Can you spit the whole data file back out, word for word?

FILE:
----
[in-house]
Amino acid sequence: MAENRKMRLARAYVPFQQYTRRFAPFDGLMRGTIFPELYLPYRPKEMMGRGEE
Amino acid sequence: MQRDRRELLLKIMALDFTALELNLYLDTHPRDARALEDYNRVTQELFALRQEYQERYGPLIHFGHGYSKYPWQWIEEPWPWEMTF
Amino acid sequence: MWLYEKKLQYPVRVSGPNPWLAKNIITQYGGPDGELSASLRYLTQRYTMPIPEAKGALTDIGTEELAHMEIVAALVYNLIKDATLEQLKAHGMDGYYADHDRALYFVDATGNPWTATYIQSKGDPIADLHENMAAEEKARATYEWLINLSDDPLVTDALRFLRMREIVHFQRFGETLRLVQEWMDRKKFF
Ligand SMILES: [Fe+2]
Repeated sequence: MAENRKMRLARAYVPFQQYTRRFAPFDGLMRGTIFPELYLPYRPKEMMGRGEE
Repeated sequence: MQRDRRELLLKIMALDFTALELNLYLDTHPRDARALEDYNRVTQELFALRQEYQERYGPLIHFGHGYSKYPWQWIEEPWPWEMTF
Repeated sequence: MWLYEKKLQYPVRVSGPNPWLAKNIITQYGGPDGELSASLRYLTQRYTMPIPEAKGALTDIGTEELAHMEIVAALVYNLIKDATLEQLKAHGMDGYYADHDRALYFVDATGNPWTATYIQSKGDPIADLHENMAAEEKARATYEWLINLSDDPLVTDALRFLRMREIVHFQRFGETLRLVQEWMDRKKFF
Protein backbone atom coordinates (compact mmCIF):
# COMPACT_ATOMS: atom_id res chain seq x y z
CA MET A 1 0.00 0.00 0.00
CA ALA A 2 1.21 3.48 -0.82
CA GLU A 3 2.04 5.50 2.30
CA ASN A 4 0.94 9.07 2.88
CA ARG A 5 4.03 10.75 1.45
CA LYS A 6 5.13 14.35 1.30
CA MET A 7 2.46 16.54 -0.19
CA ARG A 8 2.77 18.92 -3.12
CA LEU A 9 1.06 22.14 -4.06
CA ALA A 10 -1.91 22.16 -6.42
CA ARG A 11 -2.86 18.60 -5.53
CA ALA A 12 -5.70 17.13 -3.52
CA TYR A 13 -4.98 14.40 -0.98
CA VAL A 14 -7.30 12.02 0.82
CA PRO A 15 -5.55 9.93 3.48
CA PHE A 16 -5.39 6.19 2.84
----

[in-house]
Amino acid sequence: MAENRKMRLARAYVPFQQYTRRFAPFDGLMRGTIFPELYLPYRPKEMMGRGEE
Amino acid sequence: MQRDRRELLLKIMALDFTALELNLYLDTHPRDARALEDYNRVTQELFALRQEYQERYGPLIHFGHGYSKYPWQWIEEPWPWEMTF
Amino acid sequence: MWLYEKKLQYPVRVSGPNPWLAKNIITQYGGPDGELSASLRYLTQRYTMPIPEAKGALTDIGTEELAHMEIVAALVYNLIKDATLEQLKAHGMDGYYADHDRALYFVDATGNPWTATYIQSKGDPIADLHENMAAEEKARATYEWLINLSDDPLVTDALRFLRMREIVHFQRFGETLRLVQEWMDRKKFF
Ligand SMILES: [Fe+2]
Repeated sequence: MAENRKMRLARAYVPFQQYTRRFAPFDGLMRGTIFPELYLPYRPKEMMGRGEE
Repeated sequence: MQRDRRELLLKIMALDFTALELNLYLDTHPRDARALEDYNRVTQELFALRQEYQERYGPLIHFGHGYSKYPWQWIEEPWPWEMTF
Repeated sequence: MWLYEKKLQYPVRVSGPNPWLAKNIITQYGGPDGELSASLRYLTQRYTMPIPEAKGALTDIGTEELAHMEIVAALVYNLIKDATLEQLKAHGMDGYYADHDRALYFVDATGNPWTATYIQSKGDPIADLHENMAAEEKARATYEWLINLSDDPLVTDALRFLRMREIVHFQRFGETLRLVQEWMDRKKFF
Protein backbone atom coordinates (compact mmCIF):
# COMPACT_ATOMS: atom_id res chain seq x y z
CA MET A 1 0.00 0.00 0.00
CA ALA A 2 1.21 3.48 -0.82
CA GLU A 3 2.04 5.50 2.30
CA ASN A 4 0.94 9.07 2.88
CA ARG A 5 4.03 10.75 1.45
CA LYS A 6 5.13 14.35 1.30
CA MET A 7 2.46 16.54 -0.19
CA ARG A 8 2.77 18.92 -3.12
CA LEU A 9 1.06 22.14 -4.06
CA ALA A 10 -1.91 22.16 -6.42
CA ARG A 11 -2.86 18.60 -5.53
CA ALA A 12 -5.70 17.13 -3.52
CA TYR A 13 -4.98 14.40 -0.98
CA VAL A 14 -7.30 12.02 0.82
CA PRO A 15 -5.55 9.93 3.48
CA PHE A 16 -5.39 6.19 2.84